‘Thunder Force’ doesn’t push the cinematic needle

“Thunder Force” – Marvel Studios made 20 feature films that eventually led to directors Anthony and Joe Russo’s beyond-massive two-movie epic, “Avengers: Infinity War” (2018) and “Avengers: Endgame” (2019) with a combined 5 ½ hours of screen time.  The cosmic storyline needed every single one of those 330 minutes because Thanos (Josh Brolin) – the chief antagonist – wiped out half of the universe’s population, and The Avengers attempted to bring trillions of living creatures back from oblivion.

Talk about big stakes!

Well, “Thunder Force” is a superhero comedy set in Chicago, as two best friends (Melissa McCarthy and Octavia Spencer) reunite and become superheroes to fight a local mob boss.  Writer/director Ben Falcone – who is McCarthy’s husband – isn’t reaching for the stars here, but that’s not the point.  Instead, he hands Melissa a golden opportunity to weave her self-deprecating humor into a character with Superman-like strength, and the results are admittedly laugh-out-loud funny at times.

(Note that Octavia has a very different power that will not be revealed in this review.)

Regrettably, “Thunder Force” – which is Lydia Berman (McCarthy) and Emily Stanton’s (Spencer) two-women team name – has a razor-thin plot that falls into predictable spaces around – of all things – a mayoral race.  It’s an idea with all the emotional gravitas of refilling an empty stapler or purchasing paper towels.

(Although, a year ago, the latter became an unexpected Olympic sport in grocery stores everywhere, but let’s not digress.)

This film’s opening, however, offers some promise:  “In March of 1983, a massive pulse of interstellar cosmic rays struck Earth and its population.  These cosmic rays triggered a genetic transformation in a select few, unleashing unimaginable superpowers.  Unfortunately, these superpowers were only unlocked in rare individuals who were genetically predisposed to be sociopaths.  These new superhumans came to be known as miscreants.”

Hey, it sounds like “The Fantastic Four” (1994, 2015) meets “X-Men” (2000) and “Suicide Squad” (2016).

We meet Emily in 1988, and life serves her a tragedy in a flash.  A miscreant kills her parents, and she – a straight-A student – vows to continue her mom and dad’s work to unlock superhero skills in ordinary people.  The script burns calories for seven minutes during Lydia and Emily’s childhood, which feels almost as unnecessary as a similar plot device in the dreadful “The Fantastic Four” (2015), where a young Reed Richards and Ben Grimm were BFFs before becoming Mr. Fantastic and The Thing, respectively, as adults.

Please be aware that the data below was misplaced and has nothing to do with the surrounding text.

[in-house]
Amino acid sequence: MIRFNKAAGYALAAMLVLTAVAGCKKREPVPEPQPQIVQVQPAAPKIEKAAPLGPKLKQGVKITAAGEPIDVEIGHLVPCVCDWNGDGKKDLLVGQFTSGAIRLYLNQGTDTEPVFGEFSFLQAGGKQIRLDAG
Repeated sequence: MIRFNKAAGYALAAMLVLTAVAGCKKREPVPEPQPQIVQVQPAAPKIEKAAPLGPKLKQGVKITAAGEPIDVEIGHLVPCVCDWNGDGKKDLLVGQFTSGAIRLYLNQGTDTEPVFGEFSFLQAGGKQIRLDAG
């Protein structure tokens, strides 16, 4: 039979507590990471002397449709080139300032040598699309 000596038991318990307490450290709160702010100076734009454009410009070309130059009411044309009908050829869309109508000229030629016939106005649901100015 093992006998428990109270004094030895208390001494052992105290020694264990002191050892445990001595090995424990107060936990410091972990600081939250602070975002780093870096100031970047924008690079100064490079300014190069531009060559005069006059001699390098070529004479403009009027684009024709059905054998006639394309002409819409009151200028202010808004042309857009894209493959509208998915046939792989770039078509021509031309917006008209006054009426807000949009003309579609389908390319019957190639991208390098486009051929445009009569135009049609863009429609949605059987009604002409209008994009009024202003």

However, Mia Kaplan and Ben and Melissa’s daughter Vivian Falcone are perfect kid-doppelgangers for McCarthy, so that’s pretty darn cool!

Fast-forward to the present, and Emily unlocks the secrets to out-of-this-world abilities for Lydia and herself.  Rather than save the planet from miscreants, this dynamic duo set their sights on one particular baddie named Laser (Pom Klementieff), who shoots lightning out of her hands and is happily burning up anyone or anything in The Windy City.  Well, they also run into another one, The Crab (Jason Bateman), who looks like you or me, except he sports orange claws for arms, and before you ask, “Does he butter them up?”, Lydia does in a bizarre daydream sequence borrowed from “The Shape of Water” (2017).

From there, the film devolves into every “The A-Team”, “Magnum, P.I.”, or choose your ‘80s action/crime drama episode that you’ve ever seen, which may explain why it includes multiple music references from the period, like Van Halen, Slayer, and Glenn Frey’s “The Smuggler’s Blues” and “You Belong to the City”.

McCarthy dove into a similar ordinary-lady-becomes-a-superstar film in “Spy” (2015), Paul Feig’s riotously hilarious and complex action flick, where she plays an office dweller CIA agent who finally gets her chance in the field.  Rose Byrne, Jason Statham, Allison Janney, and Jude Law came out to play with McCarthy in an effective comedy that almost feels as notable as any James Bond movie.

However, “Thunder Force” dials down – story-wise – into neighborhood politics and a limited set of villains (like “Deadpool” (2016)) despite its massive global promises during the opening scene.  Still, this movie is no “Deadpool”.  Instead, it feels like “Spies Like Us” (1985), where Dan Aykroyd and Chevy Chase train to become international spies, and if you’ve ever seen this John Landis picture, you’ll know that the very best moments are during the first act’s training sessions. ]

Well, “Thunder Force” is available on Netflix, and if you have the service, check out Lydia and Emily’s superhero prep.  It’s a blast – where McCarthy pulls a truck, heaves a 170-pound sphere like a champ, and much more – for about 25 minutes during the film’s first half.  The rest seems optional, and use your remote, if needed.

⭐ 1/2  out of  ⭐⭐⭐⭐

Image and Trailer credits:  Netflix

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